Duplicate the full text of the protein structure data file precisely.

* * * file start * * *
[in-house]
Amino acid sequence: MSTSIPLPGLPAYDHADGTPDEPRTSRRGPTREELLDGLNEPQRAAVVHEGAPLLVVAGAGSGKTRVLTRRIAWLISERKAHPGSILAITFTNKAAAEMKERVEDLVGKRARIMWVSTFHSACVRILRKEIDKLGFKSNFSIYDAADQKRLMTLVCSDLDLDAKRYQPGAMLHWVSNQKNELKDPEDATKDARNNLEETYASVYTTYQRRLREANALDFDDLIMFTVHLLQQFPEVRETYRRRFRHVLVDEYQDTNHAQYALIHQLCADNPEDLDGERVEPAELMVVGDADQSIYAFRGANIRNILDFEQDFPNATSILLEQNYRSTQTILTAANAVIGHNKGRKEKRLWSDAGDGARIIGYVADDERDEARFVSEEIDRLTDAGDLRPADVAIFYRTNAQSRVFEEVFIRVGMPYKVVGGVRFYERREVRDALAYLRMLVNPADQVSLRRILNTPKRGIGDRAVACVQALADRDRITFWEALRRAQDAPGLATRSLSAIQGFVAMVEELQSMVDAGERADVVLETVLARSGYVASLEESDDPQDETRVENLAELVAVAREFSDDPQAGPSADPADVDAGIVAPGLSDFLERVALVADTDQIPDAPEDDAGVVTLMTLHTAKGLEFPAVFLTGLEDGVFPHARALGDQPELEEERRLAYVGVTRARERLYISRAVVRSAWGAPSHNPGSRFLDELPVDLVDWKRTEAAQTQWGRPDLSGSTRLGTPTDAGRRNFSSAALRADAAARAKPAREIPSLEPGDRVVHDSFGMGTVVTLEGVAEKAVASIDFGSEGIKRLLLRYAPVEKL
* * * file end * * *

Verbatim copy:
[in-house]
Amino acid sequence: MSTSIPLPGLPAYDHADGTPDEPRTSRRGPTREELLDGLNEPQRAAVVHEGAPLLVVAGAGSGKTRVLTRRIAWLISERKAHPGSILAITFTNKAAAEMKERVEDLVGKRARIMWVSTFHSACVRILRKEIDKLGFKSNFSIYDAADQKRLMTLVCSDLDLDAKRYQPGAMLHWVSNQKNELKDPEDATKDARNNLEETYASVYTTYQRRLREANALDFDDLIMFTVHLLQQFPEVRETYRRRFRHVLVDEYQDTNHAQYALIHQLCADNPEDLDGERVEPAELMVVGDADQSIYAFRGANIRNILDFEQDFPNATSILLEQNYRSTQTILTAANAVIGHNKGRKEKRLWSDAGDGARIIGYVADDERDEARFVSEEIDRLTDAGDLRPADVAIFYRTNAQSRVFEEVFIRVGMPYKVVGGVRFYERREVRDALAYLRMLVNPADQVSLRRILNTPKRGIGDRAVACVQALADRDRITFWEALRRAQDAPGLATRSLSAIQGFVAMVEELQSMVDAGERADVVLETVLARSGYVASLEESDDPQDETRVENLAELVAVAREFSDDPQAGPSADPADVDAGIVAPGLSDFLERVALVADTDQIPDAPEDDAGVVTLMTLHTAKGLEFPAVFLTGLEDGVFPHARALGDQPELEEERRLAYVGVTRARERLYISRAVVRSAWGAPSHNPGSRFLDELPVDLVDWKRTEAAQTQWGRPDLSGSTRLGTPTDAGRRNFSSAALRADAAARAKPAREIPSLEPGDRVVHDSFGMGTVVTLEGVAEKAVASIDFGSEGIKRLLLRYAPVEKL